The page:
Northern Ireland’s coronavirus reproductive rate has reached around 1.6, the health department said.
The seven-day average for new cases has more than doubled in the last week.
This is partly due to increased testing.
The department said: “However community transmission has gone up and hospital admissions have also begun to rise, though remain at a low level.”
An additional eight people have tested positive, the health authorities said on Thursday.
The reproductive rate indicates how many other people are likely to be infected by one confirmed case.
If it rises above one the rate at which the virus spreads grows exponentially.
If it stays below one it is being suppressed.
Cases are occurring in communities across Northern IrelandDr Gerry Waldron
An analysis of all Covid-19 cases across Northern Ireland by the Public Health Agency (PHA) shows that since the start of contact tracing on May 24, a total of 11 clusters with five or more people have been identified.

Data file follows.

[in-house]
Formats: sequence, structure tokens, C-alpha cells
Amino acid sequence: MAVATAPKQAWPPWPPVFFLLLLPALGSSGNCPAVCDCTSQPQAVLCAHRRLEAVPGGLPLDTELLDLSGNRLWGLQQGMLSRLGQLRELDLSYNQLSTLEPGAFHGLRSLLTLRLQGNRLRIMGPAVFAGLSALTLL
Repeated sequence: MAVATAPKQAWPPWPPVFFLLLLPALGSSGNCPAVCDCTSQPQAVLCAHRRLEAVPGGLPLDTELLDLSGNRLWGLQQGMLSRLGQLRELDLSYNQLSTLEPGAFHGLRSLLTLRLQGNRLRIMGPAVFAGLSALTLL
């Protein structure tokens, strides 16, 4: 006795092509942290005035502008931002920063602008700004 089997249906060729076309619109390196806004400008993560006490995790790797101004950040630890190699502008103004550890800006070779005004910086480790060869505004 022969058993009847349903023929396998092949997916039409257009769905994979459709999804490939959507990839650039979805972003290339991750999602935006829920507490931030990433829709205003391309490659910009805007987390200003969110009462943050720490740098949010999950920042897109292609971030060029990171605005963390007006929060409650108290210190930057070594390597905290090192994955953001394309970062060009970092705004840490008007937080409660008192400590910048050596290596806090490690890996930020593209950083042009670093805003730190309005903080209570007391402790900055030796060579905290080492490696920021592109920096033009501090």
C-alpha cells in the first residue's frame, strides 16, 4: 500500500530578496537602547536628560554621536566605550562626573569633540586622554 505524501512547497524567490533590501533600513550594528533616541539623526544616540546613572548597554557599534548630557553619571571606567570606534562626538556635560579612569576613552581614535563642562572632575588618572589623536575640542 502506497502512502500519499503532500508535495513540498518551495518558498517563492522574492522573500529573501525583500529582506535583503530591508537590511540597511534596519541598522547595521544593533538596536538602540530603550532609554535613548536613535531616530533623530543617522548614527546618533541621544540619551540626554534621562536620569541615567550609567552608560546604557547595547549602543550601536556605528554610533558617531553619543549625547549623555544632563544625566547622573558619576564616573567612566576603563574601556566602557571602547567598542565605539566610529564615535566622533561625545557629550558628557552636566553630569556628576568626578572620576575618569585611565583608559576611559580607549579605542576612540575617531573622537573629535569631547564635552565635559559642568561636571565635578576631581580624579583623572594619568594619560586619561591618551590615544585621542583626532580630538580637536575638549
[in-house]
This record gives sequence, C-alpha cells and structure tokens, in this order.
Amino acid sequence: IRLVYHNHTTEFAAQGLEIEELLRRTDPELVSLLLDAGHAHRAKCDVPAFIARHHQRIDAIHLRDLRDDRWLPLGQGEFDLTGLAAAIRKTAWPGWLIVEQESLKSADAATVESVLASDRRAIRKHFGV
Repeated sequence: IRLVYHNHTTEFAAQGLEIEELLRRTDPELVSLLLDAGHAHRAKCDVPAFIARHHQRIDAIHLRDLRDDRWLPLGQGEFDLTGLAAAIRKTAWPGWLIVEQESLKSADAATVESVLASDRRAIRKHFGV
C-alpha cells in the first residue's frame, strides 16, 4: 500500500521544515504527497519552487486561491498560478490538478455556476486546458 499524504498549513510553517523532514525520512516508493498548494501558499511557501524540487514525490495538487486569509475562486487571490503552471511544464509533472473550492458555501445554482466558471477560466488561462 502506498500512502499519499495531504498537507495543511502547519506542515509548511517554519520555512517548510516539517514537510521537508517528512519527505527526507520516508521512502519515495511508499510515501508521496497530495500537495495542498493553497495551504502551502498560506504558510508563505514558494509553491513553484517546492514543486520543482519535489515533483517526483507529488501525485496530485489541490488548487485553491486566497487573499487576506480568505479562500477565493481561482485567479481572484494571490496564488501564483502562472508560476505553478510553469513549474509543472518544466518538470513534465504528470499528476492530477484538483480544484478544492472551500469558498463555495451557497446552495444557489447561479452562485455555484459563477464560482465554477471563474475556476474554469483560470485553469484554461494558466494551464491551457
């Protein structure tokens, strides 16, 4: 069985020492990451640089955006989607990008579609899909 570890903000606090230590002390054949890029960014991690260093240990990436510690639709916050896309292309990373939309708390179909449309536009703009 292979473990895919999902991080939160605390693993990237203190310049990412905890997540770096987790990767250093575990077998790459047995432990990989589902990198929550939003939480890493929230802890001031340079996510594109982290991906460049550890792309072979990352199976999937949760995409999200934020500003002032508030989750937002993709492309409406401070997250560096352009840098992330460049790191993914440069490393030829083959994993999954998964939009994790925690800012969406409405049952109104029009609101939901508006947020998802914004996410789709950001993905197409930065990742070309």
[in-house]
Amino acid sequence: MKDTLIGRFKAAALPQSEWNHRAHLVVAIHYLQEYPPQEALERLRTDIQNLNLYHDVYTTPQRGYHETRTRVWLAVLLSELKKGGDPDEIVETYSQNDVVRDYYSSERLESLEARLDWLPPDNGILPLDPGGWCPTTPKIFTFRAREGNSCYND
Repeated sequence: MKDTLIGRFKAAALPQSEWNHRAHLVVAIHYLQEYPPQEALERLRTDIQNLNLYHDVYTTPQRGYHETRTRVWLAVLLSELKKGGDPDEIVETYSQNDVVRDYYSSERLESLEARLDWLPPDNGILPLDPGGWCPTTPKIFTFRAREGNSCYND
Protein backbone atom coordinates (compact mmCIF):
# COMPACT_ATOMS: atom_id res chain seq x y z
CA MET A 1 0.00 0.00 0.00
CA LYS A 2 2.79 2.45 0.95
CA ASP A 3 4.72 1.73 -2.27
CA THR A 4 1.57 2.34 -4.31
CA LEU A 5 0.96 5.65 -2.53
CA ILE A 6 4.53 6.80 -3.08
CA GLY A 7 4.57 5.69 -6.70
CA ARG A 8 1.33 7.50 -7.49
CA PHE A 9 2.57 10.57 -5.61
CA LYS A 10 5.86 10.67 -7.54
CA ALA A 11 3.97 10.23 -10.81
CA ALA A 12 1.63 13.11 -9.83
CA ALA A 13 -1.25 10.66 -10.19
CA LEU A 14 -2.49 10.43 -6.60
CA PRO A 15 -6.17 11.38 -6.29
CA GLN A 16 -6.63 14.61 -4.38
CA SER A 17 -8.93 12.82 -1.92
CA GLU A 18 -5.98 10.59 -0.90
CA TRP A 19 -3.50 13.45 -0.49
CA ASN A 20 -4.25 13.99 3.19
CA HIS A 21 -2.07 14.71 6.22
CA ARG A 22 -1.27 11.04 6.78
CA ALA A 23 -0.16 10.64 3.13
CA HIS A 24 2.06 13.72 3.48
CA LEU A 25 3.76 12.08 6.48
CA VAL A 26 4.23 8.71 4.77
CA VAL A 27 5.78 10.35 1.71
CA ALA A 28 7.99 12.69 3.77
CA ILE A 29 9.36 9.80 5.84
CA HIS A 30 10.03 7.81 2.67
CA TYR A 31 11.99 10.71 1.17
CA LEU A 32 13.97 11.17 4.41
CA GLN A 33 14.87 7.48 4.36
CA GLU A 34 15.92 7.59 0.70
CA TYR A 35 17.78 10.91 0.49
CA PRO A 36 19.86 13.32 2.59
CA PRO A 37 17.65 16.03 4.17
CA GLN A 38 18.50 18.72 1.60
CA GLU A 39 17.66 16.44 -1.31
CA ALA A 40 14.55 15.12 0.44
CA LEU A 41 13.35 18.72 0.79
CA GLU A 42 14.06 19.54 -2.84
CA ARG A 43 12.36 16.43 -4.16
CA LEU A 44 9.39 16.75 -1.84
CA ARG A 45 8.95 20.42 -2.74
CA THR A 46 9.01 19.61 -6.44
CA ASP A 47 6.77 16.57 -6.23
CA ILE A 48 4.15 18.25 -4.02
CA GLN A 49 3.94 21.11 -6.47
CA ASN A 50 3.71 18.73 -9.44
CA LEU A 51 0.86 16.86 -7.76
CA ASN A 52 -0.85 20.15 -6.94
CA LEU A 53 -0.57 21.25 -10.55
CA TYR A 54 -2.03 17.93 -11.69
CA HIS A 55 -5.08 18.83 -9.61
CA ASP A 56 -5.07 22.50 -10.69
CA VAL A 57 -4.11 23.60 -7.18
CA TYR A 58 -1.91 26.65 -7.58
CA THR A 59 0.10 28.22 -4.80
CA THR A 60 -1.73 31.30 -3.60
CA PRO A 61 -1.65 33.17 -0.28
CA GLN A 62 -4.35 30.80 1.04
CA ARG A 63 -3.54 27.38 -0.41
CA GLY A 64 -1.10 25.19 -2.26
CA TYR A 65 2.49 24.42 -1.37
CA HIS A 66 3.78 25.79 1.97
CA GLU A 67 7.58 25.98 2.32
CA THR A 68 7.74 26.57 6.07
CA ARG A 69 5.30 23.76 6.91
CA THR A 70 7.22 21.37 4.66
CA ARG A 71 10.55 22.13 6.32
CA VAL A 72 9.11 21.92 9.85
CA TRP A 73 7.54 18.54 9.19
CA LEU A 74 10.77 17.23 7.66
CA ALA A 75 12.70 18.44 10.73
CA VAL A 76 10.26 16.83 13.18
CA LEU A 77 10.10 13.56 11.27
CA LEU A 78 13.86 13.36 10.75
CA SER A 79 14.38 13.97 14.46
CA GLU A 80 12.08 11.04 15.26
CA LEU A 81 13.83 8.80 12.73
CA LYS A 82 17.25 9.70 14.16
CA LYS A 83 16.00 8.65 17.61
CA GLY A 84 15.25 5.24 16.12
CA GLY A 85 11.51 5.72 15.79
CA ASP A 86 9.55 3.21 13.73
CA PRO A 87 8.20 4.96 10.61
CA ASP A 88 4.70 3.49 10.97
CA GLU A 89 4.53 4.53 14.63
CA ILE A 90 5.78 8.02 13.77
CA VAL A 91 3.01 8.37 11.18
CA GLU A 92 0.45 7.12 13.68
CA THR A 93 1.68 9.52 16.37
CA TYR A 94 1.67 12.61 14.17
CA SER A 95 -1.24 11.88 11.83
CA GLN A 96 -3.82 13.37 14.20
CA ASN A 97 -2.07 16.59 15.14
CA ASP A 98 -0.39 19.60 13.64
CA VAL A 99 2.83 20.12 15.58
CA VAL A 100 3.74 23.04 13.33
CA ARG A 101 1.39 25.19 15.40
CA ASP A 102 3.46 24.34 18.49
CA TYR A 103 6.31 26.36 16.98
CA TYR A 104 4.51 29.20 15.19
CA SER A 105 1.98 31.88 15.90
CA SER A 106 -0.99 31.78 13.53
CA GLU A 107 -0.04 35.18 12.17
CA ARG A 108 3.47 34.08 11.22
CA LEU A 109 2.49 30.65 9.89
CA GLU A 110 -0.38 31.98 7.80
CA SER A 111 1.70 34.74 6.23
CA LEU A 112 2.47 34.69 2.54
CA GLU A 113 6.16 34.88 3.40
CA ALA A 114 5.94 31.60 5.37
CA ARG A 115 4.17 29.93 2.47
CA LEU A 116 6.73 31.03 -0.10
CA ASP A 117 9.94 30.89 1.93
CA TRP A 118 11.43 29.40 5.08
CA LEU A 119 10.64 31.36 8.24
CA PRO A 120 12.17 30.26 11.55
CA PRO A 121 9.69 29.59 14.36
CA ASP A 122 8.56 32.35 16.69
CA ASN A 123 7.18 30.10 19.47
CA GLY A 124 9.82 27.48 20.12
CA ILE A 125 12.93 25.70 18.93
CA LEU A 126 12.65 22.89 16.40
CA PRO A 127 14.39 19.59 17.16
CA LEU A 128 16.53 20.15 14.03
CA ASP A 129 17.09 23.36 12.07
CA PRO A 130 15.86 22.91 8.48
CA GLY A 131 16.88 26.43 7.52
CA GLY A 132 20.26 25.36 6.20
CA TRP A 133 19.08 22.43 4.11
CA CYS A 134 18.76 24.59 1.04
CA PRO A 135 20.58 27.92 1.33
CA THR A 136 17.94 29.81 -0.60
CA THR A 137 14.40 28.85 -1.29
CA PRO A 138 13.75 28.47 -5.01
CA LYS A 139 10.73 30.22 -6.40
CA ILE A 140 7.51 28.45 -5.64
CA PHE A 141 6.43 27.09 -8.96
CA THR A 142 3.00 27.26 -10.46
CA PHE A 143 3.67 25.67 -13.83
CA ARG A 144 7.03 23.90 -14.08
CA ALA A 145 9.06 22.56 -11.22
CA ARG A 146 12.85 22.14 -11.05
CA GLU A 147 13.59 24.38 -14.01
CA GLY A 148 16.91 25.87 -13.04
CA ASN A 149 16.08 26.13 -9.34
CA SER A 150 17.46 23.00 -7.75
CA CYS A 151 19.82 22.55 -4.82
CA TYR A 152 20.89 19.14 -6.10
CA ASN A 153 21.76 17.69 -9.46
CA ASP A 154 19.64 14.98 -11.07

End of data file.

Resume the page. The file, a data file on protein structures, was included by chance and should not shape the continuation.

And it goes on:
Since July, the average number of close contacts linked to cases has more than doubled.
The rise may be attributed to the gradual easing of lock down measures, but may also be explained by relaxing of attitudes to social distancing, the PHA said.
Dr Gerry Waldron, head of health protection at the organisation, said: “Cases are occurring in communities across Northern Ireland.
“This is an important reminder that we must not become complacent, coronavirus remains in circulation, so each of us has a responsibility to take steps to help keep ourselves and those around us safe.”
No new deaths with Covid-19 have been reported in Northern Ireland, the Department of Health said on Thursday.
An additional eight people tested positive.
Dr Waldron added: “Our analysis of clusters to date has shown that they have been associated with both workplaces and in the community, such as domestic gatherings and in hospitality and sporting settings.”